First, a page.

As 2022 began, the global economy appeared to be on a predictable course. With businesses reopening, labor tightening, and prices rising, many central banks around the world were poised to begin unwinding the fiscal and monetary support they dialed up during the COVID-19 pandemic.

The war in Ukraine, after one month, seems certain to have a COVID-level impact on the world economy, particularly in commodities trading. It’s taken a human toll of tragic proportions, driven energy and food prices higher, and created uncertainty around the world.

For those who are most negative on the market right now, the refrain is: Assets are still expensive relative to historical valuations; inflation is high and still rising; and central banks will need to raise rates to bring monetary policy back in line with the broader economy,” says Andrew Sheets, Morgan Stanley Chief Cross-Asset Strategist. “And yet, these concerns appear very different depending on where you look in the world.”

The immediate focus is on disruption to Black Sea trade, which includes millions of barrels of oil a day and about a quarter of the world’s grain exports. While Russian raw materials were initially exempted from sanctions, the threat of a severe dislocation to flows will increase as the conflict escalates.

The potential for disruption stems from Russia’s huge importance for commodity markets. It is the world’s biggest exporter of natural gas, and the second-largest exporter of oil. It supplies nearly a tenth of the world’s aluminum and copper, and produces a range of other metals, including 43% of the world’s palladium, a component of catalytic converters. It is also the largest exporter of wheat.

Roland Morris, Portfolio Manager and Strategist at the investment firm Van Eck says “Now that the Russia-Ukraine war is looking like the worst possible case, markets are reflecting the rising commodity supply risks. Ukraine and Russia together are critical supply sources for several very important commodities. Europe depends on Russia for the majority of its natural gas and crude oil imports, which flow by pipeline mostly through Ukraine. Together, Russia and Ukraine are the major suppliers of wheat, sunflower oil and fertilizers to Europe and the Middle East. Additionally, the record prices in Europe for natural gas and electricity are shutting down fertilizer and aluminum production. Russia is also a very important producer of aluminum, nickel and palladium. All of these commodities were in short supply before the war, and in the near term, we believe there is no easy fix to the supply shortages.”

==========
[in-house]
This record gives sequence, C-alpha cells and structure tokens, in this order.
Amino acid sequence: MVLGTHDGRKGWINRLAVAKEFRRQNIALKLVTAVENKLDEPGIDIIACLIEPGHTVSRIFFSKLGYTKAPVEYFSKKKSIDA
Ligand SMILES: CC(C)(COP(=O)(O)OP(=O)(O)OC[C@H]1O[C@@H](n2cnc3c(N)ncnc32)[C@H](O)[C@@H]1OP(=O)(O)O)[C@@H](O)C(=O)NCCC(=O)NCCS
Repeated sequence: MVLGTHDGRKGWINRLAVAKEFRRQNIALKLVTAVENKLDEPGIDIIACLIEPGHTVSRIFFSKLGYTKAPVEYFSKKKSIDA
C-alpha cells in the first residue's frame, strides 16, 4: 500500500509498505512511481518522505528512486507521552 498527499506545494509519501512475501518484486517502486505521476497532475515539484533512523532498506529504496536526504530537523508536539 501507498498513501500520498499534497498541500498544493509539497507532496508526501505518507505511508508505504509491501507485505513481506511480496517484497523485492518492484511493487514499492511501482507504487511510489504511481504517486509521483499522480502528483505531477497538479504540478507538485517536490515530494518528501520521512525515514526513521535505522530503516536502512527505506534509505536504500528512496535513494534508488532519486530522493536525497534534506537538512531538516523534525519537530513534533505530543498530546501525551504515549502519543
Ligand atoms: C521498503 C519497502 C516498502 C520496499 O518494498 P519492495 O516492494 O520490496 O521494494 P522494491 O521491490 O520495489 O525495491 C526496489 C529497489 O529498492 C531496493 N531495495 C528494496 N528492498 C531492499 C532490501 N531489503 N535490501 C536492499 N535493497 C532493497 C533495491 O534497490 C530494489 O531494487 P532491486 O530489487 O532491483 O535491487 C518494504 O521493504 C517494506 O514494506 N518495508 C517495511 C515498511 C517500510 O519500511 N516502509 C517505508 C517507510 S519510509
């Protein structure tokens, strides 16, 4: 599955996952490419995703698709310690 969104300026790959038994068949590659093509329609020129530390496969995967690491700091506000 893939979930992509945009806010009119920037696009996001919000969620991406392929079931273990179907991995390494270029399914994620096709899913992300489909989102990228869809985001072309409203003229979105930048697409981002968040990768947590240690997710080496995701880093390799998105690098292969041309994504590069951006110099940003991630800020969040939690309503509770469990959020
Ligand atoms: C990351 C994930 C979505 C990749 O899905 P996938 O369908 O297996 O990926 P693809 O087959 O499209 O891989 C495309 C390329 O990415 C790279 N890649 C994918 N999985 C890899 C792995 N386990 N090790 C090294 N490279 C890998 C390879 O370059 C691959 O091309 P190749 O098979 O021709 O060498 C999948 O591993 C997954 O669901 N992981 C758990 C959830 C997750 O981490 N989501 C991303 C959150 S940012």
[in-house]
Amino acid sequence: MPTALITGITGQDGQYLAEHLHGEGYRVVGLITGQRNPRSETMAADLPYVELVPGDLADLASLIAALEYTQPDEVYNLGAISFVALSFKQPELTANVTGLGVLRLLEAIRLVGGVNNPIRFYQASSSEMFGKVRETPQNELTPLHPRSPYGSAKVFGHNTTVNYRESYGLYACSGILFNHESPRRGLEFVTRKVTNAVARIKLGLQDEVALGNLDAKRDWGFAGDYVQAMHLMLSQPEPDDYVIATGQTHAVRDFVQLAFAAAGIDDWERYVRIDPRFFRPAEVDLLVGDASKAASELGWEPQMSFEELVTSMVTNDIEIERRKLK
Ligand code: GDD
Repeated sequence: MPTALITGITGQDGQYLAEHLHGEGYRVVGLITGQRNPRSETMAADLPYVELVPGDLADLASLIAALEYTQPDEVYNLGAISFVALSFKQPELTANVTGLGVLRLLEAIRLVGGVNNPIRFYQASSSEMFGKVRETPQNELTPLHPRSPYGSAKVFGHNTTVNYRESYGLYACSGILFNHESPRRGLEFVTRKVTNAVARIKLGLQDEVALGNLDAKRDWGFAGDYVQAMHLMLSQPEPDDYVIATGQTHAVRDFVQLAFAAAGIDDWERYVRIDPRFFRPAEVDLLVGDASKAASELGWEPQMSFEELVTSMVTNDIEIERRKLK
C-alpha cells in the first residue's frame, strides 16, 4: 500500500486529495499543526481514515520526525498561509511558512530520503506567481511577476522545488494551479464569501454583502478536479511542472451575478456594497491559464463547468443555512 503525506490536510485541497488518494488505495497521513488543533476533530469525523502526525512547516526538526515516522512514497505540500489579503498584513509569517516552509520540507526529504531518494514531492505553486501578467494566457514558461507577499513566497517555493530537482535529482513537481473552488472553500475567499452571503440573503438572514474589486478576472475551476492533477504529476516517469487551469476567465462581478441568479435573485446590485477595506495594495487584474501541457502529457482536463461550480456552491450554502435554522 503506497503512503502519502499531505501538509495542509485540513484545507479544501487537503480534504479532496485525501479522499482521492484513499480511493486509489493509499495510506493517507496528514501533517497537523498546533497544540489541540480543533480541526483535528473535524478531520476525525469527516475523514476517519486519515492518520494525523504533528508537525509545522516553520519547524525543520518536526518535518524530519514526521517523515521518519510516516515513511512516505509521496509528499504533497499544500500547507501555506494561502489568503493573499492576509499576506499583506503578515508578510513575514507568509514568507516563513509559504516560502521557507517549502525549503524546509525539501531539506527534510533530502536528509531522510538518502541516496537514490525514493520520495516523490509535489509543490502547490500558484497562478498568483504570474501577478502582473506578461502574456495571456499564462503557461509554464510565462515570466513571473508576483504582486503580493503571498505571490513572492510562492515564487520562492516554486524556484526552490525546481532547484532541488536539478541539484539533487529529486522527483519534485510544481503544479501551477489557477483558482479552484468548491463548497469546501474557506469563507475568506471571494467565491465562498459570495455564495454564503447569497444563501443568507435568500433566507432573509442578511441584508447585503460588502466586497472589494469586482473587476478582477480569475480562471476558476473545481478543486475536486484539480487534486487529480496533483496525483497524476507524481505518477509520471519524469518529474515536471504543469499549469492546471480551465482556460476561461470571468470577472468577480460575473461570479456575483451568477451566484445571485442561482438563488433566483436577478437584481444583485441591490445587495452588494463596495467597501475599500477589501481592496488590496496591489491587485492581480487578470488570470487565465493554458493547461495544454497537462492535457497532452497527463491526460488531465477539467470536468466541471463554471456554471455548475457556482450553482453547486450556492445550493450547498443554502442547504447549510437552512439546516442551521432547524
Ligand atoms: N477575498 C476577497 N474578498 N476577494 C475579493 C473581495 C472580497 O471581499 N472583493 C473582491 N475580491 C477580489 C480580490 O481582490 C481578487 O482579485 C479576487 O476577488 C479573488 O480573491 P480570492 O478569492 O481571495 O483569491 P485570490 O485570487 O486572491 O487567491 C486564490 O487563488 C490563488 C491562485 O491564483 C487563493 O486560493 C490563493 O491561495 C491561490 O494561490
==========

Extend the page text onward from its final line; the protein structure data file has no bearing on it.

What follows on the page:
How does this impact commodities trading firms? In a previous blog post, we examined the crucial need for funds and trading houses to have top people in their data processing functions. The impact of the current crisis will increase the amount of data to be processed and evaluated, exacerbating this need. In addition, it will demand ways of thinking that have not necessarily been a critical skill set for traders and trading executives in the past.

In 1967, the Maltese psychologist Edward de Bono coined the term lateral thinking. According to de Bono, lateral thinking deliberately distances itself from the standard perception of creativity as “vertical” logic, the classic method for problem solving. A person uses lateral thinking to move from a set of known ideas to new ideas. Lateral thinking will often produce solutions whereby the problem appears as “obvious” in hindsight. Lateral thinking will often identify problems that previously went unnoticed, or it will solve simple problems that have a huge potential. An article in Forbes in 2020 called lateral thinking “The most valuable skill in difficult times.”

The Forbes article quotes Adam Tilson of Alternative Finance that the key to lateral thinking is to not let received wisdom stand in the way—and to find sources of support who are also prepared to innovate. In doing so, leaders “are often able to access radically different solutions and much more flexibility than they might at first believe.”

From the point of view of recruiting and hiring, this will require a new approach. While there are no standardized tests for lateral thinking, recruiters can learn to assess it by asking candidates to solve problems that require “thinking outside the box. “ Many such questions can be found by searching on the Internet for “lateral thinking tests.” One such test can be found on YouTube.

There is no data on what percentage of the population are talented lateral thinkers, but clearly some people are better at it than others, and it is clear that this skill will be in great demand during and after the current crisis, both in hiring for the trading floor and for the executive suite.

In today’s business environment trading companies can ill-afford to ignore anything that could give them a competitive edge. Finding  exceptional commodities talent, including top-notch lateral thinkers, can be a difficult process, and outsourcing the search for and vetting of candidates is likely to save the company considerable time, produce the best results, and have the greatest probability of success. An effective recruiting partner will know how to identify the right combination of skill and experience to find the top candidates.

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